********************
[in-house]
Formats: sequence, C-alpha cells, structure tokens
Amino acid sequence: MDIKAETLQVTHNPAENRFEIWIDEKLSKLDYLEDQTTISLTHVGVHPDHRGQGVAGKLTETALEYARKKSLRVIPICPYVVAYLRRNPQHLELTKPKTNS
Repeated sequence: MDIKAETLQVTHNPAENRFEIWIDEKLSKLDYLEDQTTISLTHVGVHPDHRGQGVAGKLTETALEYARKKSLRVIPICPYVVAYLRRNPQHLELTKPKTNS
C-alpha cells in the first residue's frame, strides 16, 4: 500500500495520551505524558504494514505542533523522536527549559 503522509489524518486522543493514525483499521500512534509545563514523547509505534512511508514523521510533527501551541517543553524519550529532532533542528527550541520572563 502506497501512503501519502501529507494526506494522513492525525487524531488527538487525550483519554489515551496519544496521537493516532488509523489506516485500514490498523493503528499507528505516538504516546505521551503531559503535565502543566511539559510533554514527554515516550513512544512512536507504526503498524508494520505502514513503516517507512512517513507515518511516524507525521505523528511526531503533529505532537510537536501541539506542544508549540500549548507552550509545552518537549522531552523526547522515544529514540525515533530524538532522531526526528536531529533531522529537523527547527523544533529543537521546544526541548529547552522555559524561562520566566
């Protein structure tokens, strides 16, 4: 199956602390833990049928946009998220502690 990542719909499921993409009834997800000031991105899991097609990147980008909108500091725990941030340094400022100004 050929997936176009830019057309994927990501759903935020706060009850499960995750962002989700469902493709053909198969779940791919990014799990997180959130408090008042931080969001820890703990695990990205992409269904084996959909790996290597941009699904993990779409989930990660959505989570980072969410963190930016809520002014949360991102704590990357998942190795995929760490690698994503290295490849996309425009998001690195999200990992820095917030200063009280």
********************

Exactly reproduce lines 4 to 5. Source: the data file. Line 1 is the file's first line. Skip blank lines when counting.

Repeated sequence: MDIKAETLQVTHNPAENRFEIWIDEKLSKLDYLEDQTTISLTHVGVHPDHRGQGVAGKLTETALEYARKKSLRVIPICPYVVAYLRRNPQHLELTKPKTNS
C-alpha cells in the first residue's frame, strides 16, 4: 500500500495520551505524558504494514505542533523522536527549559 503522509489524518486522543493514525483499521500512534509545563514523547509505534512511508514523521510533527501551541517543553524519550529532532533542528527550541520572563 502506497501512503501519502501529507494526506494522513492525525487524531488527538487525550483519554489515551496519544496521537493516532488509523489506516485500514490498523493503528499507528505516538504516546505521551503531559503535565502543566511539559510533554514527554515516550513512544512512536507504526503498524508494520505502514513503516517507512512517513507515518511516524507525521505523528511526531503533529505532537510537536501541539506542544508549540500549548507552550509545552518537549522531552523526547522515544529514540525515533530524538532522531526526528536531529533531522529537523527547527523544533529543537521546544526541548529547552522555559524561562520566566